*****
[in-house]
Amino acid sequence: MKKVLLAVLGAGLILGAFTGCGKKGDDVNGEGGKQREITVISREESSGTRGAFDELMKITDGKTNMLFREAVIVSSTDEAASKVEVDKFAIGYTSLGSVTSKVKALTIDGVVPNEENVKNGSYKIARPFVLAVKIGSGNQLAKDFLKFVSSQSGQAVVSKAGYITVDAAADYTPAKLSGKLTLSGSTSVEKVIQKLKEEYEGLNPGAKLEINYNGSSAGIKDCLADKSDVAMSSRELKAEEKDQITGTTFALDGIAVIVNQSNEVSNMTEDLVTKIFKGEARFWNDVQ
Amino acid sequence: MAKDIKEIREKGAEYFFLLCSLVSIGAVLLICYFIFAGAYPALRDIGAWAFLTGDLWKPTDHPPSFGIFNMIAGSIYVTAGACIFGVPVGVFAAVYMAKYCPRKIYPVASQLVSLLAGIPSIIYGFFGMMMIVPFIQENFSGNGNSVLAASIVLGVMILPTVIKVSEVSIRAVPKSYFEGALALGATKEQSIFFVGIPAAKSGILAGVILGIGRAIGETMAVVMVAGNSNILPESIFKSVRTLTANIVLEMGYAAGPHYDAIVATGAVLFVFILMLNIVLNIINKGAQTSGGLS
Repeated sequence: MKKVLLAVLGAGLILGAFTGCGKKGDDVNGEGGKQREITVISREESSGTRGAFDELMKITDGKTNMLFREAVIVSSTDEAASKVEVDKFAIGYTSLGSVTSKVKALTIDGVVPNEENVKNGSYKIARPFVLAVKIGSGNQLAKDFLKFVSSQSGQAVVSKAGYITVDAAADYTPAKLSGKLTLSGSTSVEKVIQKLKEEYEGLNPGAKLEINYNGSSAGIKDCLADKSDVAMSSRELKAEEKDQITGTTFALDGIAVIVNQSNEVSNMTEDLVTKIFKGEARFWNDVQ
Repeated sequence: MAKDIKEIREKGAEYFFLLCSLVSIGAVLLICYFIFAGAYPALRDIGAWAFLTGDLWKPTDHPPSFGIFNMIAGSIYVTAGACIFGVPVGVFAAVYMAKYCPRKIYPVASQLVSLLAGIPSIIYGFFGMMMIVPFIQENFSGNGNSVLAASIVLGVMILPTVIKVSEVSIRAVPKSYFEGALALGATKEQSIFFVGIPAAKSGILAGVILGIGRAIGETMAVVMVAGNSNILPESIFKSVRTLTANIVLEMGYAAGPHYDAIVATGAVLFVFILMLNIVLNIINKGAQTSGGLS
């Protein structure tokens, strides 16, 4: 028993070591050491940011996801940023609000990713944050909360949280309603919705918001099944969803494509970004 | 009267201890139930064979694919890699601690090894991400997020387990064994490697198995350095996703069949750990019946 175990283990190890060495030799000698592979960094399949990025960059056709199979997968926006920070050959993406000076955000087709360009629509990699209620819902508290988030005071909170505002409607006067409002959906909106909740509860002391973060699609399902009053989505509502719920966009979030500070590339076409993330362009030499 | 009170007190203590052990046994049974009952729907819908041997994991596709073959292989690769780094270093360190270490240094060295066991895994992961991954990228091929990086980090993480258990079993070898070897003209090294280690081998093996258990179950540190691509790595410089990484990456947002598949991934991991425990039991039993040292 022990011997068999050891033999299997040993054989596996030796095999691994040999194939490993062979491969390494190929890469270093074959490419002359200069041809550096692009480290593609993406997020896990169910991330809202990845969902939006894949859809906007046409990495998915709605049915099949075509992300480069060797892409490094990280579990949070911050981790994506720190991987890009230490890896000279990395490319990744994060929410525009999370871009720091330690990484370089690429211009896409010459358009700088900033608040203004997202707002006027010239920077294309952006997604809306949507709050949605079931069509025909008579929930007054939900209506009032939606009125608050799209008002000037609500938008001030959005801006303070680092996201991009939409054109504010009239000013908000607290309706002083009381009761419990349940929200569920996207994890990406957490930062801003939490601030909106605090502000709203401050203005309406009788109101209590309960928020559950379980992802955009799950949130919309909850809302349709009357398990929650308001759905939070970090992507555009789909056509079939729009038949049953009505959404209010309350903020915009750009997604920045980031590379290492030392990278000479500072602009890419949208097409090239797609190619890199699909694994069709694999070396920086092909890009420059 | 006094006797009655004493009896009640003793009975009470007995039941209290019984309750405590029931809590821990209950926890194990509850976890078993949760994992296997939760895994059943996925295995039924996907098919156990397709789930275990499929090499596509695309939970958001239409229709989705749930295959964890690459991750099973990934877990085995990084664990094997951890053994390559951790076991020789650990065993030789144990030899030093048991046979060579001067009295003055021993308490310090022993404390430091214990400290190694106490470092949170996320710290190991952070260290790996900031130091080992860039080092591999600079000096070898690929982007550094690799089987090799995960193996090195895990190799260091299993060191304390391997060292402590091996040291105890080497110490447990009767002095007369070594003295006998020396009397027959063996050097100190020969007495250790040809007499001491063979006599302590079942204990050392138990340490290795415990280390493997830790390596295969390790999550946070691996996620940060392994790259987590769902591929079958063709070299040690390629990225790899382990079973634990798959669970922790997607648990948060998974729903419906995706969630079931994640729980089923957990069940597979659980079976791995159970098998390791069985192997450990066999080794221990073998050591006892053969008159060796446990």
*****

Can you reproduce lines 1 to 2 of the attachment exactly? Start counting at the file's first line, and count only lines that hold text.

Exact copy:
[in-house]
Amino acid sequence: MKKVLLAVLGAGLILGAFTGCGKKGDDVNGEGGKQREITVISREESSGTRGAFDELMKITDGKTNMLFREAVIVSSTDEAASKVEVDKFAIGYTSLGSVTSKVKALTIDGVVPNEENVKNGSYKIARPFVLAVKIGSGNQLAKDFLKFVSSQSGQAVVSKAGYITVDAAADYTPAKLSGKLTLSGSTSVEKVIQKLKEEYEGLNPGAKLEINYNGSSAGIKDCLADKSDVAMSSRELKAEEKDQITGTTFALDGIAVIVNQSNEVSNMTEDLVTKIFKGEARFWNDVQ